By DENNIS WASZAK JR., Associated Press
NEW YORK (AP) — Mark Sanchez is the Jets' main man, not Peyton Manning.
After acknowledging that New York "looked into" pursuing Manning, Jets general manager Mike Tannenbaum announced Friday night the team extended Sanchez's contract by three years. The move ended speculation the Jets could push him aside to make way for the former Indianapolis Colts star who's now a free agent.
"To find out that I could come back for three more years means the world to me," Sanchez said in a conference call. "I'm absolutely pleased to be a Jet. My family's ecstatic and now it's time to get to work."
Sanchez, 25, had two years remaining on the deal he signed when the Jets made him a first-round draft pick in 2009.
The contract extension is for $40.5 million, giving him five total years for $58.25 million, with $20.5 million fully guaranteed, a person with knowledge of the deal told The Associated Press. The person, who spoke on condition of anonymity because the team hadn't announced financial terms, said the deal includes an additional $10 million in potential escalators. So, the maximum value of the three new years is $50.5 million, and $68.25 million over the entire deal.
Tannenbaum did not elaborate on the Jets' inquiry about Manning, but acknowledged the team had internal discussions about possibly going after the four-time NFL MVP.
"When a first-ballot Hall of Fame quarterback becomes available," Tannenbaum said, "you look into it."
Sanchez led the team to the AFC championship game as a wild card in his first two seasons, but struggled as the Jets lost their last three games in 2011 to finish 8-8 and out of the playoffs. Sanchez, along with former offensive coordinator Brian Schottenheimer, took heavy criticism for the team's step back.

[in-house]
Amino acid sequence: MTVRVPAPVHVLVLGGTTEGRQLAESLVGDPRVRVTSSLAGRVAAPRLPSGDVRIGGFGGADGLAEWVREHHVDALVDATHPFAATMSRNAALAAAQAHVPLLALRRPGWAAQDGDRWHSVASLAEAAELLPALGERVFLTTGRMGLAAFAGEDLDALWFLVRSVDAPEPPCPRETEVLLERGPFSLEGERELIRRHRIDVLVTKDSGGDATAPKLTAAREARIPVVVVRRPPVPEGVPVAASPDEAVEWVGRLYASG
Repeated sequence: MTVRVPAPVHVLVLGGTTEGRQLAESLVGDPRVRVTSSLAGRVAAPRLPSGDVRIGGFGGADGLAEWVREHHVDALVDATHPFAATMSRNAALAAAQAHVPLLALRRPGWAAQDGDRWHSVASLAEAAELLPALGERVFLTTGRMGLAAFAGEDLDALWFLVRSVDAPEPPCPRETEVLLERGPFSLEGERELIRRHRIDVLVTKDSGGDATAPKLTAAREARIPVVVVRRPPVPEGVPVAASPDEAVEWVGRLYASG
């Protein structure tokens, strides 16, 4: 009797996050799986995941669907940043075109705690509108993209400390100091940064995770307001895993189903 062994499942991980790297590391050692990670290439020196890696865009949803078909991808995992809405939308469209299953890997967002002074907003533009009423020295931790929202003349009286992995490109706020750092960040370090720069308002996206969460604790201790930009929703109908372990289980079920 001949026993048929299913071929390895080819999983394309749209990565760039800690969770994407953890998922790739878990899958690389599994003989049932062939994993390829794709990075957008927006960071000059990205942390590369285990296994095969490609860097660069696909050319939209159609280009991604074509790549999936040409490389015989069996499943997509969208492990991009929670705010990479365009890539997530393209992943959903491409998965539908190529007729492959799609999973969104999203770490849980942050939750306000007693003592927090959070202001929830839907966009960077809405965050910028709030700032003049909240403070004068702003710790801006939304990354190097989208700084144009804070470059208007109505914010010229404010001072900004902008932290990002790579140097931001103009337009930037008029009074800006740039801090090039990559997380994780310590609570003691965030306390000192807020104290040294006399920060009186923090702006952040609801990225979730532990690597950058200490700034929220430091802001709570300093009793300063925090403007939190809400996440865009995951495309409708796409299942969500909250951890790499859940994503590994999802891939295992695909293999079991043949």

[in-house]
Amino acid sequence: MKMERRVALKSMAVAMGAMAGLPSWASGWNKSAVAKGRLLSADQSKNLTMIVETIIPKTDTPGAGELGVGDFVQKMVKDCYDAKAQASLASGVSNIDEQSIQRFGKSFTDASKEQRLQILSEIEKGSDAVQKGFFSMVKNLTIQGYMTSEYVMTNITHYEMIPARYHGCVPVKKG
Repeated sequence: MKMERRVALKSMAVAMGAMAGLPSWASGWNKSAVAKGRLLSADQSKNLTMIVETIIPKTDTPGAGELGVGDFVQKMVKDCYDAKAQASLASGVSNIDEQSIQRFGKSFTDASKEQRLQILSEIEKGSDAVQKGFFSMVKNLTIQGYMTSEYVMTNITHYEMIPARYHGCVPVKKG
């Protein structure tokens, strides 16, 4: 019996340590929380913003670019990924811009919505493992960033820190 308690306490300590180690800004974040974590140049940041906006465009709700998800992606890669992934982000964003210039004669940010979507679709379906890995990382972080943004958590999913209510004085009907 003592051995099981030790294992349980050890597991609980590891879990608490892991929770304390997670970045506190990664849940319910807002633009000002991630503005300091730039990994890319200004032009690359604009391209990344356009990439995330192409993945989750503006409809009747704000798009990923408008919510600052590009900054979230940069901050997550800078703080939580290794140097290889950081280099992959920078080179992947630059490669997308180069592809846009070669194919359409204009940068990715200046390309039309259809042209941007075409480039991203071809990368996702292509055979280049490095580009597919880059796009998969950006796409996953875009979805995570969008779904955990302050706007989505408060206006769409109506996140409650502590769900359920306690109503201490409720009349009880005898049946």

"If anything, that fuels me," Sanchez said. "It gets me excited about this next year, and I think if anything, I learned more this past year than my first two years combined about how to handle adversity and the things I could've done better."
But Sanchez's poor play down the stretch led to speculation that the Jets would pursue Manning, who was released by the Colts on Wednesday. Sanchez, who said the team approached him about an extension shortly after the season ended, understood the Jets' interest in Manning.
"That's part of Mr. Tannenbaum's job, to look at every viable option," Sanchez said. "The best part about it is they chose to stick with me. I'm going to be the starting quarterback for the next few years here. That's exciting. It gives the team just a reminder that I'm the leader of this team."
New York is in the market for a backup quarterback after Mark Brunell served in that role for two seasons. But Sanchez remains the man, as coach Rex Ryan has insisted he would be.
Sanchez had his best statistical season, throwing for a career-high 3,474 yards and 26 touchdowns while also rushing for six scores. But he was dogged by inconsistent play and subpar decision-making at times with 26 turnovers. There was also a rift between him and wide receiver Santonio Holmes — something Sanchez said has been smoothed over.
"We've been in contact, really, the whole offseason," Sanchez said, adding that he has met with Holmes. "I think a bigger deal was made out of that than needed to be, but that's OK. ... We've kind of laughed that off at this point now, weeks ago."
Sanchez also brushed off a media report after the season in which anonymous players and team executives criticized him and called for the Jets to make a serious run at Manning.
"If you're an unnamed source, you don't speak for yourself and therefore, you don't really speak for the team," Sanchez said. "So, I didn't really pay it any mind."
Both Sanchez and Tannenbaum declined to speculate whether he would have remained on the team if the Jets had gone ahead and been able to sign Manning. Despite the minor flirtation with the idea, the Jets showed their faith in Sanchez in the end based on what he has accomplished in just three seasons.
"We've won a lot of football games with Mark as the starting quarterback of the New York Jets, and that's really what convinced us," Tannenbaum said. "It's not a projection. It's not a hope. It's not an incremental leap of faith. It's, 'Here's a three-year body of work.'"
Even if it has had some ups and downs, as Tannenbaum acknowledged.